A recent study published in the Proceedings of the National Academy of Sciences (PNAS) by researchers from Cornell University, Wendy Williams & Stephen Ceci, reports that faculty members have a 2:1 preference for hiring women for STEM tenure track positions. This preference was shown in math intensive fields (where women are generally underrepresented) and math non-intensive fields (where women have a slightly higher presence). While summarizing their study, the authors state, “These results suggest it is a propitious time for women launching careers in academic science.” But is it really an advantageous time for STEM women in academia? My gut says no, but let’s take a closer look.
So, what are some of the biases that women in STEM are facing?
Research looking into the authorship order of publications found that although in terms of raw publication count, men and women are publishing in equal amounts, women are still severely underrepresented in the last author position. This disparity is seen most prominently in areas, such as life sciences, where the prestigious last author position is reserved for the head of the lab. It’s unclear whether this is due to the general underrepresentation of women at the faculty level or due to a bias against women. However, authorship position and one’s number of publications are factors that can affect career advancement in academia. For example, it is expected that professors should have a certain number of last author papers in order to be promoted to tenure. Thus, if women are not publishing in the last author position (for whatever reason), they may have trouble getting tenured.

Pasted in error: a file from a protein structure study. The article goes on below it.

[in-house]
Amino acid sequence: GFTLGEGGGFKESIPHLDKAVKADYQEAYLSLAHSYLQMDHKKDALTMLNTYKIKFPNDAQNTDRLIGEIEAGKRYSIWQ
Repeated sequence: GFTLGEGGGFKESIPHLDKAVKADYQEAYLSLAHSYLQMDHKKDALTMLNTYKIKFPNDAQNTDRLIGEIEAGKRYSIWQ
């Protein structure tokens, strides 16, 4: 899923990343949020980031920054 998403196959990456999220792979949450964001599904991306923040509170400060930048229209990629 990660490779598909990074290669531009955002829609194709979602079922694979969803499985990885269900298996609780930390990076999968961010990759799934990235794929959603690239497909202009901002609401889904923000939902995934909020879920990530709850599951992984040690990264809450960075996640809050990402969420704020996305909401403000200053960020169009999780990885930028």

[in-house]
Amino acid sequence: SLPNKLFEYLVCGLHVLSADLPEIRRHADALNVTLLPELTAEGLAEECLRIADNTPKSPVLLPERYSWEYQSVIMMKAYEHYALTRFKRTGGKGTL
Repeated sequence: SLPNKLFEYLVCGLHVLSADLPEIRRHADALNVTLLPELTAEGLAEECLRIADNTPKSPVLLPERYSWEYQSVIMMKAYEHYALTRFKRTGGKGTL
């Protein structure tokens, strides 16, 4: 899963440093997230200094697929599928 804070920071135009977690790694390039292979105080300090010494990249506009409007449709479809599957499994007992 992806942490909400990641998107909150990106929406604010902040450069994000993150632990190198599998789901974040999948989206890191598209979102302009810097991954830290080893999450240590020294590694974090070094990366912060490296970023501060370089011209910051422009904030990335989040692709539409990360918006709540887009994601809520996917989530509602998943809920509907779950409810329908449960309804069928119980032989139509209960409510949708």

The hard to prove, but often referenced reason for a lack of women in STEM is, of course, blatant sexism. Recently, in a situation that seems straight out of Mad Men, controversy erupted after a manuscript authored by two female researchers to PLOS ONE was rejected and received disparaging comments from a reviewer. The manuscript, written by Fiona Ingleby & Megan Head from the University of Sussex and the Australian National University, respectively, investigated gender differences in the Ph.D. to post-doc transition. Comments about their manuscript included:
Ingleby & Head appealed their rejection, but after waiting over three weeks to hear back from the journal, Ingleby posted the reviewer’s comments on Twitter out of frustration. Immediately after Ingleby tweeted these comments, the public reacted quickly in support of Ingleby & Head. Since then, PLOS ONE has removed said reviewer from their database of potential referees and have asked the academic editor who oversaw the manuscript review to step down.
Most of us can agree that this type of behavior shouldn’t be happening, and I’m sure it’s not the only time or the only journal where something so obviously discriminatory has occurred. And who knows what the outcome would have been had the authors not posted their reviewer’s comments on Twitter. While the reviewer and academic editor remain unnamed, we can only hope the public outcry from this incident will change their behavior in the future.